Potholes are getting filled, roads are getting concretised, flags with different symbols are flapping in the wind and slogans of promise or dissent echo through the streets. After five long years, it’s that time again, for politicians and aspirants to step up their game, and for us to celebrate and exercise the true power of democracy. The time has come to determine who will win this Game of Thrones!
With the state elections commencing on May 12, many people have decided to thumb the None Of The Above (NOTA) button, a ballot option through which they can ‘scratch’ out the unworthy candidates. They feel that this empowers them as citizens of a democratic country. Bengalureans share their reasons for choosing NOTA, ranging from students to election experts.
Starting off with some expert talk, Dr Sandeep Shastri, psephologist and election expert explains, “NOTA was brought in because many people said that while they have the right to vote, they also have the right to protest. But what happens if NOTA gets the highest votes? It does not mean that all the candidates who are contesting are going to be disqualified. NOTA votes are not electorally valid and the candidate who gains the next highest number of votes wins!”
Off late, politics has become all about what British writer DH Lawrence called ‘Money Madness’ and Vishwanath Allannavar, a law student espouses similar views. He said, “I would choose NOTA because the definition of politics has changed from ‘social service’ to ‘political opportunism’. Good people are unable to enter the arena as it is being monopolised by the rich and powerful. NOTA can bring a silent reform in the political system.”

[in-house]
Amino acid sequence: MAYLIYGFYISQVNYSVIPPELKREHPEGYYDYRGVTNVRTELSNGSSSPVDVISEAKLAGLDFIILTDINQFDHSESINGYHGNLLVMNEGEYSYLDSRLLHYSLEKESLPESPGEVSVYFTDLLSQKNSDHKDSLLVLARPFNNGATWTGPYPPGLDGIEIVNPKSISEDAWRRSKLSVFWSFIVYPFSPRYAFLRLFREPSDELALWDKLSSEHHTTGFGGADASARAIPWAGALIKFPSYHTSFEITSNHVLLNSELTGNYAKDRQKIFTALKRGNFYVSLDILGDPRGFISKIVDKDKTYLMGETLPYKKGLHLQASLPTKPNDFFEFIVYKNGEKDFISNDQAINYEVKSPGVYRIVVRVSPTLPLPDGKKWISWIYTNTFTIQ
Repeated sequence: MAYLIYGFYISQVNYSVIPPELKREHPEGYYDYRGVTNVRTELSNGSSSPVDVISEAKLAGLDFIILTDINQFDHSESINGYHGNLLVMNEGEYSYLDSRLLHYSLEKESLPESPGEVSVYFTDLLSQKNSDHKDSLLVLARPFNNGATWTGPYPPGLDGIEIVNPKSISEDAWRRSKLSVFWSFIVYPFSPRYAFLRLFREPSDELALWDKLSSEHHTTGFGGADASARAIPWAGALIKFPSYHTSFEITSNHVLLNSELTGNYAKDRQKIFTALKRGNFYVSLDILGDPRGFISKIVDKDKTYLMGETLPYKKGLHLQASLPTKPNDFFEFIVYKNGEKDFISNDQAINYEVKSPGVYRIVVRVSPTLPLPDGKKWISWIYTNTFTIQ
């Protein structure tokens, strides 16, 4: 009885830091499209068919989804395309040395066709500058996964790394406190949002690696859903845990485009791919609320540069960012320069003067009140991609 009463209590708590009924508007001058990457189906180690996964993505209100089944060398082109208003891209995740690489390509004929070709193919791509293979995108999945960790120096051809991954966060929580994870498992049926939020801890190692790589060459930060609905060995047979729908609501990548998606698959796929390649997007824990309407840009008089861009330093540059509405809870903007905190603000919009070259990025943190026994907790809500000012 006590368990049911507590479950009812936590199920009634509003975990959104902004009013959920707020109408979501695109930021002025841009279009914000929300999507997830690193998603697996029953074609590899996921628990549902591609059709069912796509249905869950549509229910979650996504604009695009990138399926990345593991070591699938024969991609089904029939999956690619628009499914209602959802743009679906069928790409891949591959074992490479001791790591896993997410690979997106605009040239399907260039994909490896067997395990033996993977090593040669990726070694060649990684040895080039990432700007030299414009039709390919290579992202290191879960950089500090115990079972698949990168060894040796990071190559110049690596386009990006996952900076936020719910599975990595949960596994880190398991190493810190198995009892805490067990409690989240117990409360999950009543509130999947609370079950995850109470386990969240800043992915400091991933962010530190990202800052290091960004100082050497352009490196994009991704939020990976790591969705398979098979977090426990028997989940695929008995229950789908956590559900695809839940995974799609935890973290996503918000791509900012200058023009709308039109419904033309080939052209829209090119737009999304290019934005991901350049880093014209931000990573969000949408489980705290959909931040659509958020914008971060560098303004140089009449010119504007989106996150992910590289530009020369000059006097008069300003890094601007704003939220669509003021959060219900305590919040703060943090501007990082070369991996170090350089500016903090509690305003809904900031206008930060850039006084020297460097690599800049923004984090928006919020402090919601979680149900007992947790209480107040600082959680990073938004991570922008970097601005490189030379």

In this whirlwind of empty promises, people hope to rid themselves of the disillusionment of the present political scenario and hence resort to the NOTA button. Zehrah H, a businesswoman shares, “Every citizen should be allowed to cast a vote but at the same time, we shouldn’t be compelled to do so. NOTA is a strong statement because even though it has no value, people are turning up to express their disapproval.” Just when we thought that our political system would have an uncanny resemblance to the Hunger Games, NOTA steps in as an empowering tool.
Shradha Ranganathan, a freelance English language training specialist opines, “When the state of affairs is such that no one is good enough to be elected as a responsible representative, NOTA comes handy. If a large number of voters who are like-minded assess the current scenario, and cast their vote for NOTA, it will be clear that we have a dearth of individuals who deserve to have the powers of authority.” In a way, NOTA acts as a ‘Patronus’ to guide voters to make an appropriate choice. Shravan Kumar, a journalism student explains, “NOTA filters the system and reveals able politicians and government servants.” But NOTA is ‘NOT A’lways used for the purpose for which it was introduced. Vidya Balakrishnan, a professor of English at Christ Junior College says, “NOTA is sometimes used by people who haven’t done their research and are politically unaware. On one hand, it’s empowering but on the other hand, it just gives us an easy way out.”
We all need to pull out a Chandler Bing and do a ‘statistical analysis’ of the current trends of exercising NOTA. NOTA needs to be used as an instrument of empowering citizens to exercise their right not to vote for the unworthy candidates rather than as a facade of knowledge behind which they hide their ignorance.
— Srishti Muralidharan and Aamina Shabeer...